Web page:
Universities are not the Real World (TM)

So I’ve been listening to Amicus for some time, and the most recent podcast had snippets from a symposium on free speech on campus. It was broad, but the three themes were: safe spaces, trigger warnings, and political correctness.

Each of these could be a post in their own right. I’ll begin by saying that these are three distinct concepts, and before any conversation can be had, it would behoove us to agree upon a definition. But the focus of my post isn’t to whittle these down to their component parts and try to dissect their importance (or lack thereof) on college campuses. Rather, I want to talk about this idea of free exchange of ideas vis-a-vis the “real world.”

Frequently this conversation begins with the role colleges play in young adult lives. The fact of the matter is that we don’t allow adolescents much exposure to real world conditions and, for those fortunate enough to go to school, we view this step as much one of personal maturation and exposure as we do academic learning.

This can be true on some fronts. You need to consider what you’re paying for college,  budget your money, budget your time, network, determine what a proper major is and how that will relate back to employability, etc etc.

But when it comes to the conversations we have on campus, this is not the real world, and I don’t mean that in a protective way. I generally subscribe to the idea that universities are sacrosanct as a place of research and intellectual dialogue. It’s important to preserve these forums; historically, they have been the epicenter of academic exchange. More importantly, unlike other contexts where we exchange ideas  (like political contexts), the norms here are more attuned to civil discourse where parties are there to learn and probe at each other’s ideas, with the ideal being the “better” idea wins. This isn’t how it always plays out, and there is the risk of giving unequal proposals undeserving equal dignity, but these are exceptions to what is otherwise a good general rule.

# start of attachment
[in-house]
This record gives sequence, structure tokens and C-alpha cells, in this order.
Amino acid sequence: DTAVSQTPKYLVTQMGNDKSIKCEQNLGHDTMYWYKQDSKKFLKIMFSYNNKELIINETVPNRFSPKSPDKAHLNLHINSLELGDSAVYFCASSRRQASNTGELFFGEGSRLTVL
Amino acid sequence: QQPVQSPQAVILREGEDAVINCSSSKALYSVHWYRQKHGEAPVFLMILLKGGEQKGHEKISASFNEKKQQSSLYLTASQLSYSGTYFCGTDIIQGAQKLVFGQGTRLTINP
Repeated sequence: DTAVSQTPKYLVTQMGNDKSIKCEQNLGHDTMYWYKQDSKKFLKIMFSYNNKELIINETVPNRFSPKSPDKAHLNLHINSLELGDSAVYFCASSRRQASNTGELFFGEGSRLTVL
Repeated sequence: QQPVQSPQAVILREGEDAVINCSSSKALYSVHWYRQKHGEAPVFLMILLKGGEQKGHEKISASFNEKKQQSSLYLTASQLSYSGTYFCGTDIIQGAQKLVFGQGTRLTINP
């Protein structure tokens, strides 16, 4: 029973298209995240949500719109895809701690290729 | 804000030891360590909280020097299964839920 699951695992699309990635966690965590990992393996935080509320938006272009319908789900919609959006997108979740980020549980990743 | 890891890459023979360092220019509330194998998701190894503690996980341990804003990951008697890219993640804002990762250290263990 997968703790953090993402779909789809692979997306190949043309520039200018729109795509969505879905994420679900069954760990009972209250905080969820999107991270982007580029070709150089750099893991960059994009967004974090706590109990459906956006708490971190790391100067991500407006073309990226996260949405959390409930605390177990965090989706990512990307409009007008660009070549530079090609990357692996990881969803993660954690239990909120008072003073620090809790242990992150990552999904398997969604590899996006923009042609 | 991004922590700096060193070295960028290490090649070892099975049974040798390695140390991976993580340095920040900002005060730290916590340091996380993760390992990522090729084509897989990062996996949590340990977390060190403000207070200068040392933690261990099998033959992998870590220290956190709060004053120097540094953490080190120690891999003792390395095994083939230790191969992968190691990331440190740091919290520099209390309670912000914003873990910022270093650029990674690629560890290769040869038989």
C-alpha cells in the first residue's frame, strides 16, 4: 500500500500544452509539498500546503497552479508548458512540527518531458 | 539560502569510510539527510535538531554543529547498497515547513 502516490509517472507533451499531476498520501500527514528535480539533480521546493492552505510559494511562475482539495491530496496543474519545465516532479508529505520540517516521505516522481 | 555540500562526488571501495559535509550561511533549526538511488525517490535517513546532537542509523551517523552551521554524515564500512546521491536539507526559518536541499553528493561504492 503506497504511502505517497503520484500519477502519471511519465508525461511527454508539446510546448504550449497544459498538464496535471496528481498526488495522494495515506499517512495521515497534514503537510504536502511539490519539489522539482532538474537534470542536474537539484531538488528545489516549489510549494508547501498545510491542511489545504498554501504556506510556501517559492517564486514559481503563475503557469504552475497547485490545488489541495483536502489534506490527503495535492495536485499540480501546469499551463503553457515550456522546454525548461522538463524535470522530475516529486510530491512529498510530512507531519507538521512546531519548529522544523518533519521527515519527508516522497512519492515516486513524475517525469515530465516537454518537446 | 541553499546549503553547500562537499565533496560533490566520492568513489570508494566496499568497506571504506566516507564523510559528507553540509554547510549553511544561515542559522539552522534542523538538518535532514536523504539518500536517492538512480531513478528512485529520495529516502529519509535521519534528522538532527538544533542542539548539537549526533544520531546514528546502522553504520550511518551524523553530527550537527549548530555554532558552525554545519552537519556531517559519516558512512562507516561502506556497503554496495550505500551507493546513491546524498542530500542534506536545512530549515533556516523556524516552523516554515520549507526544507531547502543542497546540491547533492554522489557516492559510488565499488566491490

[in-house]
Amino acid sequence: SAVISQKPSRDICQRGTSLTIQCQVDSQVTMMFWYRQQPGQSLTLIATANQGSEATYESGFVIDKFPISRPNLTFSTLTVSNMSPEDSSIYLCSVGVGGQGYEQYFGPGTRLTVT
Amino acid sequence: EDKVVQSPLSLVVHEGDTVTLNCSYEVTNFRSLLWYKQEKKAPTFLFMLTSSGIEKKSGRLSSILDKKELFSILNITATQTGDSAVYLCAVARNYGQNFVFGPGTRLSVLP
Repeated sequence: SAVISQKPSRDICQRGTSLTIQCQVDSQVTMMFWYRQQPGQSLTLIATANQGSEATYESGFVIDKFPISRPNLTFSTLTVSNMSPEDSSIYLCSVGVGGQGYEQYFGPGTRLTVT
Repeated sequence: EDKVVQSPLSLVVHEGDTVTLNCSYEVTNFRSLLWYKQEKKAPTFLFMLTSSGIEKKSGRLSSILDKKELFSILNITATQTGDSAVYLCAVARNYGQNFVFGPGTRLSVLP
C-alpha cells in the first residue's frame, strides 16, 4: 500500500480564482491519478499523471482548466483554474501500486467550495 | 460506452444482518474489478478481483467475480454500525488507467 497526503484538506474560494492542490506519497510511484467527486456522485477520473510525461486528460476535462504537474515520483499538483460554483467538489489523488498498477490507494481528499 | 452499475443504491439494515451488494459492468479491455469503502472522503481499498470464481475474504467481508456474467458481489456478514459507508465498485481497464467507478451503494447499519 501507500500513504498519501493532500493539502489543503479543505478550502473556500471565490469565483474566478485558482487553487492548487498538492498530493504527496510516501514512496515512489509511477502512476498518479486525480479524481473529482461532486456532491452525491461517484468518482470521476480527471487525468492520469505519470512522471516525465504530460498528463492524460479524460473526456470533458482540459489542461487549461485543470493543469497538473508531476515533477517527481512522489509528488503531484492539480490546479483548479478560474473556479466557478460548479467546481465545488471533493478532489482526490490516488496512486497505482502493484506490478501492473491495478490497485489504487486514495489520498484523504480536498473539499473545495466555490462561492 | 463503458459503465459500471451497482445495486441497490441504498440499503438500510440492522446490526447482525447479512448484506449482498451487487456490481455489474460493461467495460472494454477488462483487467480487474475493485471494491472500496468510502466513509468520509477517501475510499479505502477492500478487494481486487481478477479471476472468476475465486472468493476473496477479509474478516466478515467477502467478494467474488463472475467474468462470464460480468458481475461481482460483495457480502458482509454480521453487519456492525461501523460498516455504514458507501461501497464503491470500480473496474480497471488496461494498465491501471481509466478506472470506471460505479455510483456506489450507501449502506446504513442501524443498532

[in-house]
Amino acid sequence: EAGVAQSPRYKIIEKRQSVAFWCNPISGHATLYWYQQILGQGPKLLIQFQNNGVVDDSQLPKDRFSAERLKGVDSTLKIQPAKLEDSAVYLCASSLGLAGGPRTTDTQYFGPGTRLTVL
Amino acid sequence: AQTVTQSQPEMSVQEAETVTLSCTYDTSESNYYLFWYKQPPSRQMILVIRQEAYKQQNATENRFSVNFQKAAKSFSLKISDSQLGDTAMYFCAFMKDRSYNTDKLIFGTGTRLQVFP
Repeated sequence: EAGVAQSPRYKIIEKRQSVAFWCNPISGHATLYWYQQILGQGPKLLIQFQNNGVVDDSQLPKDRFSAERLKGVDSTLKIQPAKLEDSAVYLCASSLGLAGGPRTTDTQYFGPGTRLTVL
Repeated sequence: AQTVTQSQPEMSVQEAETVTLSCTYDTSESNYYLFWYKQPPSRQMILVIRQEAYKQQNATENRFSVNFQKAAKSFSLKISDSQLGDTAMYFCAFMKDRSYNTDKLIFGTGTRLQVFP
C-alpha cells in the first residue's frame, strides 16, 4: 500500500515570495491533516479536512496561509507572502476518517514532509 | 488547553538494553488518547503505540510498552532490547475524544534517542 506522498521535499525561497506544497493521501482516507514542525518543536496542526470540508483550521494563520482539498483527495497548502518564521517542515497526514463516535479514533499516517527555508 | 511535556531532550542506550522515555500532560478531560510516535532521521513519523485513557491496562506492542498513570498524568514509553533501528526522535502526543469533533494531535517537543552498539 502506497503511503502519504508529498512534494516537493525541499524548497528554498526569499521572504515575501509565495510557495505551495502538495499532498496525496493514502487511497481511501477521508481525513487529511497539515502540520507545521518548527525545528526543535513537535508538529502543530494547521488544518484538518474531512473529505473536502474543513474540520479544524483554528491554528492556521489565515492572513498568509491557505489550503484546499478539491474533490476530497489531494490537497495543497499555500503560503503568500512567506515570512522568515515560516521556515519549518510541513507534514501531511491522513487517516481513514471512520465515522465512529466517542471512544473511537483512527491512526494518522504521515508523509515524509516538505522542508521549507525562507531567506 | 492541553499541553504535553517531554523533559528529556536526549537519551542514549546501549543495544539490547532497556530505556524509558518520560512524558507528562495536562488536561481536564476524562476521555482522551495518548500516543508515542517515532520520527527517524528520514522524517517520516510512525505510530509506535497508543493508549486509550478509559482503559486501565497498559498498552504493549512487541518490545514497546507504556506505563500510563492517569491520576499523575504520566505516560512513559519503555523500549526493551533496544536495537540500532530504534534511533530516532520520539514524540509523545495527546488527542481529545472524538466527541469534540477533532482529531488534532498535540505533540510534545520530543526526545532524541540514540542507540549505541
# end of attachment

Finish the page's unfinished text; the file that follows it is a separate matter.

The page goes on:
Which brings me to my point: this is not what we do in the real world. The conversations you have on a college campus would probably land you in HR real fast at your real world job. We joke about how politics and religion are no-go places during dinner conversations and family events. Topics we discuss with peers we frankly don’t know very well are welcomed in universities, whereas there are some conversations we simply will not have with people we care about because they’re too divisive, sticky, or otherwise hazardous terrain to navigate.

There are some peculiar situations, like law schools talking about rape law, where this exposure really is both professional and personal, but I’m not willing to make such a broad statement about universities and young people based on a specific post-graduate profession and a class of people who, frankly, are going to be much older than the those we commonly think of when we talk about college.

So when we talk about college being a place for kids to become adults – a place where they can wade into real world waters – let’s remember that this truly entails. The need to maintain robust conversational landscapes at universities is crucial, but you can’t argue that it occupies this unique space in liberal society on the one hand, and yet have it be something so pedestrian that you will perish in the real world without it. The real world is a carefully curated place, at least when it comes to the conversations we have for the vast majority of our day, and ultimately that’s primarily what this debate centers around: what we can say and to whom we say it. It’s fundamentally disingenuous to portray college students as uniquely sensitive when an entire professional and social culture has revolved and grown around previous generations’ careful cultivation of manners and etiquette the exclude the same, if not more, topics.

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